The sound box is affected by various aspects such as structural form, box material selection, processing precision, etc., in the process of using the sound box, it itself is a mixed sound source of direct sound and diffracted sound. Early labyrinth speakers relied on the long bass duct in the speaker box to enhance the low-frequency energy. Although the bass release hole is set directly in front of the speaker panel, the low frequency part released by it is enhanced by the multiple reflections of the longer bass channel. Therefore, this part of the low frequency has the characteristics of strong diffraction sound-this is its unique positioning ambiguity. The low frequency end of the frequency response of the labyrinth speaker is also prone to slight disconnection.
The labyrinth speaker is a product of the era of hard-folded ring woofers. In the woofer of the loudspeaker decades ago, the folding ring on the edge was mostly a hard folding ring made of cloth material with glue. The folding ring of most civilian products is basically the extension part of the paper diaphragm. Due to the high hardness of this type of folding ring and the small travel range of the diaphragm, it is called a hard folding ring unit. The low frequency f L of this type of woofer itself is relatively high, generally in the range of tens of Hz to 100 Hz, and it works in a vibration-type sounding state. Due to its low frequency f L is not low enough and the vibrating sound state, it is appropriate to use a labyrinth box structure to enhance the bass.
With the advancement of speaker unit production technology, soft folding ring woofers with rubber edges and foam edges have come out. This type of woofer has a long stroke, and its own f L is low, generally tens of Hz, and the lowest can reach a few Hz. The woofer of the soft folding ring works in a piston-type sounding state in the low frequency range, so there is no need for a labyrinth-type cabinet to enhance the low frequency. Some manufacturers and enthusiasts who do not have a deep understanding of the sound principle of speakers have added a long labyrinth bass channel to the woofer of the soft folding ring, which has caused the adverse consequences of poor transient characteristics of the speakers and serious bass disconnection. This is also the theoretical basis of why manufacturers with strong modern technology have eliminated labyrinth speakers.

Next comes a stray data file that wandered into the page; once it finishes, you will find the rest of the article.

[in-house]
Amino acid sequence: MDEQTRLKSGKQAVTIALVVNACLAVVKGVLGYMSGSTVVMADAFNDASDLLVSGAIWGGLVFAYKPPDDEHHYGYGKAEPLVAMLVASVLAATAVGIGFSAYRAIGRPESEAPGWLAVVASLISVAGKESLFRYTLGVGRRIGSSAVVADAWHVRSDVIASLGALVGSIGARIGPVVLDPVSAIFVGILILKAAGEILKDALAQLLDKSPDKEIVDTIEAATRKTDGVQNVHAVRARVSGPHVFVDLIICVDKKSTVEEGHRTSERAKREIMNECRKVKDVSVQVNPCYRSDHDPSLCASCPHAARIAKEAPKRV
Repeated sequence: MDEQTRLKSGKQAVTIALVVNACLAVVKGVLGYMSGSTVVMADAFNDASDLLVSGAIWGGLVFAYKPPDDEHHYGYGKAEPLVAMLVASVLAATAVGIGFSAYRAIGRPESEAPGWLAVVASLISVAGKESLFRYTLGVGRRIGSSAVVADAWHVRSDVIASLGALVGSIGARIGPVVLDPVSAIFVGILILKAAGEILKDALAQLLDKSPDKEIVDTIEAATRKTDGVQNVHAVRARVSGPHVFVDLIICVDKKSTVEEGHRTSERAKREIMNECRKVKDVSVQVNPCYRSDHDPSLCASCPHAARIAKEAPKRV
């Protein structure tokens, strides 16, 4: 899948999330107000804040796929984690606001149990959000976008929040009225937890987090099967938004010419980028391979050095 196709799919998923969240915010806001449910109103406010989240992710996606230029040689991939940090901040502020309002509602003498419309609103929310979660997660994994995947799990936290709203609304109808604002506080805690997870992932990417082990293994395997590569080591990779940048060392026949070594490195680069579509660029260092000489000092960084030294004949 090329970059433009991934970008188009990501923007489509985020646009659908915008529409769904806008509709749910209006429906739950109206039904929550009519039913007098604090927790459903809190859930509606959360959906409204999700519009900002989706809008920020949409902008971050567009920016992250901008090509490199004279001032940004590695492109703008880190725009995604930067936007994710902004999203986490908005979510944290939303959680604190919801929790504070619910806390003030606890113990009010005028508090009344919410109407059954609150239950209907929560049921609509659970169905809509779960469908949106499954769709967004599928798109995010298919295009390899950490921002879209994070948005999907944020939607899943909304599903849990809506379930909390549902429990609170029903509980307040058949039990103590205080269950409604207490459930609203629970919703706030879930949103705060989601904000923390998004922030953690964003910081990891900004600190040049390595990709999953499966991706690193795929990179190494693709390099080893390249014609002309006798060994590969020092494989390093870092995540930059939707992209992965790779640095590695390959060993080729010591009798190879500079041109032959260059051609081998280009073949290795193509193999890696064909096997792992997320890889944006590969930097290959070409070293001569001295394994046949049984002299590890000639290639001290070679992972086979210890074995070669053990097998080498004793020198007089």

The working state of the inverted speaker is also in a mixed working state of direct sound, diffracted and reflected sound. Since the length of the inverter tube of the phase-inverted speaker is shorter and the distance from the bass unit is relatively short, the ratio of diffraction and reflection of the phase-inverted speaker is relatively small when it is working, and the replay tone and phase are more accurate. This is also the main technical basis for the popularity of inverted speakers at this stage.
There is also a type of speaker, this is a closed speaker, this type of speaker does not have labyrinth release holes and inverted holes. Theoretically speaking, a closed speaker is easy to achieve better frequency response and complete direct sound, but the actual working state is not like this. Due to the strength of the box material itself, the box body of the closed sound box is vibrated by the higher air in the box, and the box body will produce strong vibration (diffraction sound) under working conditions. Labyrinth and phase-inverted speakers have relatively small vibrations due to the semi-open state of the cabinet. The test curve of a closed speaker is relatively straight, because it is in a low-power working state where only 1W of power is input during the test. In normal use, the input power is much greater than 1W. Due to the restriction of the volume of the cabinet and the influence of the damping material in the cabinet, the frequency response of the low frequency end of the closed speaker will be significantly degraded when working at high power, and the transient characteristics of the speaker are not as good as the inverted speaker.
After knowing the working characteristics of speakers, it is easy to understand that speakers of different structures with the same frequency response, power, and sensitivity will have very different timbre and sound performance during replay.